Russian Lidya Grigoryeva is the reigning Chicago champion. Another consistently strong 30-something women's marathoner, 35-year-old Girgoryeva has won marathons in some of the world's greatest cities. Austin '99, Paris '05, L.A. '06 (in her pr 2:25:10), Boston '07 and Chicago '08. She has won a significant marathon in each of the last four years, and she's running out of time in '09 after her 6th-place finish in Boston in April. She definitely has a chance in this field but no more than 10:1. Her win in the heat in '08 (2:27) was slower than any other win since 1997 other than the super-hot 2007 race. The competition should be way tougher this year.

Lilya Shobukhova was third in London this year in 2:24. That's enough evidence for us to call her even more of a contender than the returning champion. Shobukhova ran the 10000m in Berlin this year and ran 32:40, which doesn't bode as well (her 30:30 earlier in the year... now that's impressive). Shockingly, only three women have run under 2:24 this year (Mikitenko, London; Mara Yamauchi, London and Yoko Shibui, Osaka [Shibui will be running New York on Nov 1 actually it's Japanese star Yuri Kano, we apologize for the error]) so Shobukhova is one of the best marathoners in the world in 2009 by time, but she is not a star. In the 2000's, most years have seen a dozen or more women break 2:24 but this year has not been kind to women's marathoners. For Shobukhova A win against THIS field would do a lot for her career and her bank account.

Japan's Mizuho Nasukawa is the dark-horse contender. She had a big breakthrough in March to win the Tokyo Marathon in a 5-minute personal best of 2:24. If conditions are ideal on Sunday there is a chance she can improve her personal best again, but that doesn't seem to be the way it goes in the marathon. After a big breakthrough it's hard to knock off even more time. This is her first big marathon outside of Japan.

Romania's Adriana Pirtea probably SHOULD be a returning Chicago champion. She lost the 2007 Chicago race - a brutally hot day - after blowing a huge lead in the final half mile to Berhane Adere. Pirtea did get her money's worth as she "won" the race in her mind for a few minutes. She waved to the crowd (who were screaming back as Adere was sprinting to catch her in the final minute, which Pirtea did not know, a scene that is oddly humorous when we picture it) and she got to slap hands with a few lucky bystanders on her way to victory (or what she thought was victory... maybe she should have looked back!). The great video is to the right.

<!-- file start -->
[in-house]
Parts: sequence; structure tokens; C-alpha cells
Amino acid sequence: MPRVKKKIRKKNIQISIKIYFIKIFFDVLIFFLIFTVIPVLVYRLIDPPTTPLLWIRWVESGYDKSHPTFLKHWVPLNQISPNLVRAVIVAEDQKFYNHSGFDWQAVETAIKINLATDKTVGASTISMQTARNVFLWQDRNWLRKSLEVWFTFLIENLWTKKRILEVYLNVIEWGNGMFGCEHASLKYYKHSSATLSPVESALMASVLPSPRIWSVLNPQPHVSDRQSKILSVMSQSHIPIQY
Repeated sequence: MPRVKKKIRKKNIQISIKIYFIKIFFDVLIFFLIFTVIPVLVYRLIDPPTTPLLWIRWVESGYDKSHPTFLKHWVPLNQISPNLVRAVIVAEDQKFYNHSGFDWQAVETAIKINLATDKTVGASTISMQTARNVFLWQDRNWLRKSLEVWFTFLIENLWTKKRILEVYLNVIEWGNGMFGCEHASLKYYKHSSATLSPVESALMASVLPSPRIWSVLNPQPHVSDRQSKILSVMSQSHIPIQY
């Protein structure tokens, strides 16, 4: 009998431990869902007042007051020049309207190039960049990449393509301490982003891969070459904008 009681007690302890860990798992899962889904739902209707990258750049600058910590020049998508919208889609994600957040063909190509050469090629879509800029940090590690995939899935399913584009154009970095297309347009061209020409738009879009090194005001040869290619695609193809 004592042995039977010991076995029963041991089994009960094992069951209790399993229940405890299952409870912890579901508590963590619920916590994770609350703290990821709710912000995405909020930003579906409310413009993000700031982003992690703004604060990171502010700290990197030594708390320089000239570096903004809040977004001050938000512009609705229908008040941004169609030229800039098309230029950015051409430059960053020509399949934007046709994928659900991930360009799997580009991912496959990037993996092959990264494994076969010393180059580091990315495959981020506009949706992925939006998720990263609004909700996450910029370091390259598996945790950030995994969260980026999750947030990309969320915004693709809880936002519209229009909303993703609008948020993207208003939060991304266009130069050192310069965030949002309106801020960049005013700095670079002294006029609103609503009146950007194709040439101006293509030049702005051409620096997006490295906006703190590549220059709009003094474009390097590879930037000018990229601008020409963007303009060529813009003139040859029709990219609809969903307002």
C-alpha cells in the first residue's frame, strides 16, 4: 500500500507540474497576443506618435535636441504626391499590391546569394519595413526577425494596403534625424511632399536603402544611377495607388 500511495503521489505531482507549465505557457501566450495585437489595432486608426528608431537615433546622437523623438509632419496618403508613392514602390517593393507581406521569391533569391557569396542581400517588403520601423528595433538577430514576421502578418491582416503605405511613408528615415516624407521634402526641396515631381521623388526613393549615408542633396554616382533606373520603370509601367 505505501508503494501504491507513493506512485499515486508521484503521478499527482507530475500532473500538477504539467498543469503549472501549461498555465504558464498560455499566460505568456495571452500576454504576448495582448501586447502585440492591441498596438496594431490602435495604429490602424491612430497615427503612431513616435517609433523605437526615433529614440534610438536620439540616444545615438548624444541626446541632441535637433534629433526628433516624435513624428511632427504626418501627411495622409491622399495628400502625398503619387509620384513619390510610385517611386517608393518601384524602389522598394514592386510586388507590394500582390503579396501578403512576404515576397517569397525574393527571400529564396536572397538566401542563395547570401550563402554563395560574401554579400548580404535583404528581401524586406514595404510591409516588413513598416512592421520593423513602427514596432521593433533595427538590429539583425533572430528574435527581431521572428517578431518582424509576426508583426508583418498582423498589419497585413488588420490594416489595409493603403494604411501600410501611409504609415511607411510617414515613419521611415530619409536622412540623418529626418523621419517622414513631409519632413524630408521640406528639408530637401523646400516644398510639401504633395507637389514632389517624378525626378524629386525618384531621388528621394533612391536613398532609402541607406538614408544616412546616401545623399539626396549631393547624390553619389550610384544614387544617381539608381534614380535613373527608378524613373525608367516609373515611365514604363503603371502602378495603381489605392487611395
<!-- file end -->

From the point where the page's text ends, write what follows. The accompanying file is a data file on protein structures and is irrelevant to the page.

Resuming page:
Americans Other Than Deena
The other American elites are Tera Moody (2:33 PB), Melissa White (2:37 PB) and Carol Jefferson (Debut). Runner's World did an interesting piece on Moody a few months ago. Moody has a lot of trouble sleeping but is a great runner despite it. Jefferson and White are Brooks-Hanson's team members. Jefferson was an NCAA qualifier for Liberty University and White ran for DIII SUNY-Geneseo.


The LetsRun.com Picks (Note: Employee #1 is doing these picks and his picks have been terrible all year so don't bet the nest egg on anything he says)

1. Irina Mikitenko - She has been the most dominant marathoner in the world for two years. Her worst ever performance in a marathon was second place in Berlin. We'll see if she, at the age of 37, comes back even stronger after the unexpected death of her father just before the Berlin World Championships. Expect a pose like the one to the left coming just before 11am on Sunday morning.

2. Teyba Erkesso
- We think Erkesso could win this race, or could fade after a long year of many races. Her Houston win in January was followed by a string of solid road races this summer that earned her a ton of cash. Has she prepared adequately for the marathon? Is she simply the most talented in the field? Probably she is the most speedy but Mikitenko is the toughest until proven otherwise.

3. Lidya Grigoyeva
- We think the reigning champion will make the top-3 and get another solid pay-day.

4. Deena Kastor
-  73:48 in New York just a few weeks ago doesn't make sense for someone hoping to win Chicago. We think Deena could win the race, as she has done before, but we wonder if she really can grind it out with the best anymore.

5. Lilya Shobukhova
- Her performance in London (3rd) was great, but her Berlin 10000m stunk and she might not have it going this fall. Honestly though, we thought about picking her for 2nd based on her tough London run.

6. Mizuho Nazukawa
- How will she do in her first non-Japanese marathon? If she can deal with culture shock from Japan to Chicago she'll do fine. Then again, that's a big culture shock.